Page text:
The wolf plan requires that the state maintain four breeding pairs for three years to complete the first stage of delisting. The plan requires seven breeding pairs for the state to consider taking wolves off the list. When that happens, rules will change for producers protecting their livestock. It also opens up the possibility for a controlled hunt of wolves.
2012 was the first year wolf packs were documented in Umatilla County. It was also the first year they were blamed for livestock loss in the county.
Morgan said the Umatilla pack’s territory includes the Umatilla Reservation, a sovereign nation outside the state’s authority and the dictate of the wolf plan.
“We have a good relationship with the Umatilla Tribe. They are writing an approach on how they will deal with wolves and how the confederation interacts with the state,” said Morgan.
Carl Scheeler, the tribe’s lead wildlife biologist, said the Umatilla pack spends a fair amount of time on the reservation and the alpha male was recently caught on a trail camera his department uses to monitor wolf activity.
Scheeler said the tribe’s initial preference is to use nonlethal methods to deter wolf/livestock interaction.
“We removed bone piles and attractants so they didn’t create problems,” said Scheeler.
He said the reservation’s landscape of mixed forest and grasslands is going to provide challenges to find dead livestock and prove wolf-caused kills. On the other hand, it’s home to mule deer, whitetail deer and Rocky Mountain elk.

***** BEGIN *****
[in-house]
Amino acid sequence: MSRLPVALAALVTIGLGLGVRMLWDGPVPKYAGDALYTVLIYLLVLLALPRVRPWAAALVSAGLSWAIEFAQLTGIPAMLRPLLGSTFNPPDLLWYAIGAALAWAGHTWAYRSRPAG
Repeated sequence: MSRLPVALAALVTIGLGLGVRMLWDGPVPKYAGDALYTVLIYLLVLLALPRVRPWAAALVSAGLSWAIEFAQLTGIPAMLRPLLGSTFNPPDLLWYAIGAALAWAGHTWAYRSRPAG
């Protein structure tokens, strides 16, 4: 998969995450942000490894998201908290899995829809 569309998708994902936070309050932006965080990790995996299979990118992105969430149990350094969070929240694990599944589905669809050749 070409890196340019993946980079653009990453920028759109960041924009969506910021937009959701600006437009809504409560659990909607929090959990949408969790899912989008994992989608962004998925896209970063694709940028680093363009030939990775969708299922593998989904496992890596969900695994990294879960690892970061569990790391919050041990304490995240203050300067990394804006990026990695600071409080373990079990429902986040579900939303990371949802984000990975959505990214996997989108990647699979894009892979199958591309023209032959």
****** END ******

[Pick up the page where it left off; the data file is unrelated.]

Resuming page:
“It’s very possible they can co-exist with ranching — there’s plenty of food for them,” said Scheeler.
Suzanne Stone of Defenders of Wildlife is working with the tribe and its landscape, said Scheeler, to determine what nonlethal techniques are most effective.
The tribe has been involved with wolf recovery since before the state wrapped itself around the idea that it needed a plan to deal with dispersing wolves from the east.
Scheeler said the Umatilla tribe advocated for a proactive plan and coordinated closely with the Nez Perce.
“We’ve been involved since the first wolf came in (B-45). We called a meeting to instigate action when the state wasn’t willing and U.S. Fish and Wildlife Service was standing in the wings. We needed a proactive plan how to deal with wolves coming into Oregon. Stepping into the cold water of wolf management it was an education,” said Scheeler.
Ken Hall represented the tribe on the wolf plan committee, said Scheeler, and when a compensation committee was formed in Umatilla County, Scheeler was asked to serve as a member.
“The tribe welcomes the natural recovery of the wolf, but they recognize the need to balance it with other economic and social issues and health and human safety issues,” said Scheeler. “It’s safe to say that in any population of people there are those on both sides of the continuum and tribes are no different. Some think wolves are the worst thing to ever impact wildlife and livestock, and then I have tribal members that are passionate and consider them sacred.”